Tuesday, February 3, 2015

When is an old house not worth saving?



I know this is probably a loaded question, but at some point as preservationists we have to admit that we cannot save everything. And for those opposed to preservation who make the comment that "you cannot save everything,"-- Don't worry, we won't. Far far too much is already lost.

But looking at the cold hard fact that yes, we must tear down some of our buildings at some point I grapple with the question of at what point is a building not worth saving anymore?  This is a very hard line to draw--it certainly is not black and white.

Is it when the building is literally falling down in a heap of materials?

This house may be deteriorated, but it is not beyond repair and restoration. However, its type is common throughout rural North Carolina, and there are probably other better examples of it in it's home county.

an example of a dwelling that is literally falling apart and probably too far gone for any type of rescue


Or when it has been so altered physically and functionally that it's historic integrity has been completely compromised?

this house does not look as it would have originally been built with many severe alterations including replacement windows, enclosed porches, and changes in fenestration patterns.






Or perhaps the building or house is a run-of-the-mill house with no distinctive or outstanding stylistic elements or historic significance?


This house is a standard one-story modest dwelling whose form and characteristics are very common in North Carolina, it is not architecturally outstanding in any way and thus does not make a compelling case for preservation if the time came when it would be more prudent to demolish rather than preserve.


This is another very common house type in North Carolina that has experienced compromising alterations, including changes in the window fenestration patterns and replacement of doors and windows. It does not possess any rare or outstanding architectural significance.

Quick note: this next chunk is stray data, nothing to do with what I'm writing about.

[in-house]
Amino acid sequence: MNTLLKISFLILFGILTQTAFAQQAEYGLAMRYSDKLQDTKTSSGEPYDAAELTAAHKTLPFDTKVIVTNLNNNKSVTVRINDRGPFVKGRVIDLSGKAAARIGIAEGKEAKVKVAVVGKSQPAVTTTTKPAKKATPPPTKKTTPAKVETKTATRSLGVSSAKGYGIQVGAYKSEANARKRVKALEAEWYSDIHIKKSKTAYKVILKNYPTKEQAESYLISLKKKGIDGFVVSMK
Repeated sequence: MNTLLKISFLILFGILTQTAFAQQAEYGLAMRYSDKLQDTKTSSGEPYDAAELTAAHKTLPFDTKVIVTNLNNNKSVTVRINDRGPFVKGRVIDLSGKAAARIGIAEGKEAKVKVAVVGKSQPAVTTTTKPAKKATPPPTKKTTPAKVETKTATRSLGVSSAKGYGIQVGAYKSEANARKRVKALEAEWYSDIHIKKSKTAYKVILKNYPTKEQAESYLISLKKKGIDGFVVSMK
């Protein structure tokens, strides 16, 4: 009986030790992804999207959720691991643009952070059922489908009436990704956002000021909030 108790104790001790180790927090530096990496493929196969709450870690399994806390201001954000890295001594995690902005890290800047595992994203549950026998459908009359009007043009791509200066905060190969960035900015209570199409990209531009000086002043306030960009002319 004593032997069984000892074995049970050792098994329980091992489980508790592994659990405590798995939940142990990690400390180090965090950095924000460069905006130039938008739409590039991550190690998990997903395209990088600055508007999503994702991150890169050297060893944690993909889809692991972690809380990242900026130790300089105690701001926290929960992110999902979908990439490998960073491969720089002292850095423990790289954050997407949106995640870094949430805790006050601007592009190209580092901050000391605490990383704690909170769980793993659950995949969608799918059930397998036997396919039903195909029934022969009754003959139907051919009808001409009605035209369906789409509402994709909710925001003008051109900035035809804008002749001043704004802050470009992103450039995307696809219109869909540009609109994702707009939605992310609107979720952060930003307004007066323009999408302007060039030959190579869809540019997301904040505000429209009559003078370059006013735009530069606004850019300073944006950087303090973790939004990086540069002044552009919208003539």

I think the demolition of an old building can be warranted for all of these above reasons. It is certainly true many times that historically significant and architecturally outstanding buildings are sadly demolished. But the same is true for architecturally boring and standard buildings with no meaningful historical narrative or important connection of which we would want to preserve for the future. I'm not so sure we need to save old buildings that don't warrant preservation for a good reason. We can be focusing our energy on other important causes in our field.

Of course there are always exceptions to my opinions stated above. For some properties there may be a personal connection to a family and therefore that family has an interest in preserving it for their own sense of history. That is a decision that should be left up to the family.

Also, common house types that are found in historic districts may contribute to the district's significance as a whole, and therefore should be preserved as a whole. They may not be all that significant on their own but are important in defining character for a particular town and it's historic streetscape.

So, what do you think? I'd love to hear your thoughts!







1 comment:

  1. I agree with you, hard decision indeed. If you ever decide to visit NY you have got to go to the Genesee Country Museum. It is acre after acre of homes from around New York that were rescued from rotting away or being torn down. They have so many houses and so many styles. It is a living history museum. They have farm houses and Victorian homes, churches, general store, log cabins and more. Google it! You'll love it!:)

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